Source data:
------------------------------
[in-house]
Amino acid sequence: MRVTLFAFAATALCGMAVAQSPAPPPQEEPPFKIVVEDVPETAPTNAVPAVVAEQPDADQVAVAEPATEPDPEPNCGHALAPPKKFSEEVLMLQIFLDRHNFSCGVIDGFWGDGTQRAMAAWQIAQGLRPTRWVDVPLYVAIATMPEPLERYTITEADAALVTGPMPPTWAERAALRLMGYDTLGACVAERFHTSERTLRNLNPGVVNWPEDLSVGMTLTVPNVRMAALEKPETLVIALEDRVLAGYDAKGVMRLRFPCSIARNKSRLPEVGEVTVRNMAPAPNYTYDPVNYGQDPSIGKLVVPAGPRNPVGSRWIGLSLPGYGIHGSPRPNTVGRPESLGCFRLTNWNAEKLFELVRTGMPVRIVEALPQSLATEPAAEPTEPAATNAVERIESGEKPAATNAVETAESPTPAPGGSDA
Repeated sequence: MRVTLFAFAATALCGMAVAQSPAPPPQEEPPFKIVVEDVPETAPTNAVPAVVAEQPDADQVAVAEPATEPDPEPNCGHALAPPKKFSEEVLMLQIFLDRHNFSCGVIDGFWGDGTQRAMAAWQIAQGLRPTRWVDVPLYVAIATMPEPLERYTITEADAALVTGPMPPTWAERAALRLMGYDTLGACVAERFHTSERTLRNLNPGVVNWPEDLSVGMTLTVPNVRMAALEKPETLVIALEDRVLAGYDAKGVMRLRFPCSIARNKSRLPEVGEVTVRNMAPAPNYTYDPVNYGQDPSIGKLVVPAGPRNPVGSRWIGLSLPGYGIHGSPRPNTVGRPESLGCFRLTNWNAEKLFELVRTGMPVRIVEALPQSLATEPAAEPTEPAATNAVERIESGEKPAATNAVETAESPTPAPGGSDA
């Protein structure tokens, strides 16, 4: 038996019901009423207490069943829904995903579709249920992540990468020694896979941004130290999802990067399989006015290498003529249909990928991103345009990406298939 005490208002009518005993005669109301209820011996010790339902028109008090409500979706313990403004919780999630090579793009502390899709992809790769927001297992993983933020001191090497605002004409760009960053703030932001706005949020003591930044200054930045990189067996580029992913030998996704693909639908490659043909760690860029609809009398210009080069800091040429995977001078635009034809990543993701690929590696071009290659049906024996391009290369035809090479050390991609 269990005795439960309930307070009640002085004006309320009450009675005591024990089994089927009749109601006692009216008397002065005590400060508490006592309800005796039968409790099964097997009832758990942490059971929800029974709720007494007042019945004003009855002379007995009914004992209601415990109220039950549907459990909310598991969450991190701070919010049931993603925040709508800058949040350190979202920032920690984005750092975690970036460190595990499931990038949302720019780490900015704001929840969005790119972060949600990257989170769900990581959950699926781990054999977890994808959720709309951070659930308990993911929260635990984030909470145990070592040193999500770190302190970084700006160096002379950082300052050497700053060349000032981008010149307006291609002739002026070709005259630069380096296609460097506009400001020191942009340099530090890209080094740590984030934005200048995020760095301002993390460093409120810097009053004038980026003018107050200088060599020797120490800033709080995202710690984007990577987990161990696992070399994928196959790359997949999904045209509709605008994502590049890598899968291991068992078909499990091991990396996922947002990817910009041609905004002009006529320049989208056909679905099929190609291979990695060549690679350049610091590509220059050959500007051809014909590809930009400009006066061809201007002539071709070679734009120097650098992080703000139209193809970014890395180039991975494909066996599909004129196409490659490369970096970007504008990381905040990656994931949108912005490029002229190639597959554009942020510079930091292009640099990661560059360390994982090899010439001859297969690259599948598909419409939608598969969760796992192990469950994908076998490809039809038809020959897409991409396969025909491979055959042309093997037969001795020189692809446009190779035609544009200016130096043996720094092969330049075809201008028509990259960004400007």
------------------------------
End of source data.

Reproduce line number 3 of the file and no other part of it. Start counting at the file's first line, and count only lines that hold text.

Repeated sequence: MRVTLFAFAATALCGMAVAQSPAPPPQEEPPFKIVVEDVPETAPTNAVPAVVAEQPDADQVAVAEPATEPDPEPNCGHALAPPKKFSEEVLMLQIFLDRHNFSCGVIDGFWGDGTQRAMAAWQIAQGLRPTRWVDVPLYVAIATMPEPLERYTITEADAALVTGPMPPTWAERAALRLMGYDTLGACVAERFHTSERTLRNLNPGVVNWPEDLSVGMTLTVPNVRMAALEKPETLVIALEDRVLAGYDAKGVMRLRFPCSIARNKSRLPEVGEVTVRNMAPAPNYTYDPVNYGQDPSIGKLVVPAGPRNPVGSRWIGLSLPGYGIHGSPRPNTVGRPESLGCFRLTNWNAEKLFELVRTGMPVRIVEALPQSLATEPAAEPTEPAATNAVERIESGEKPAATNAVETAESPTPAPGGSDA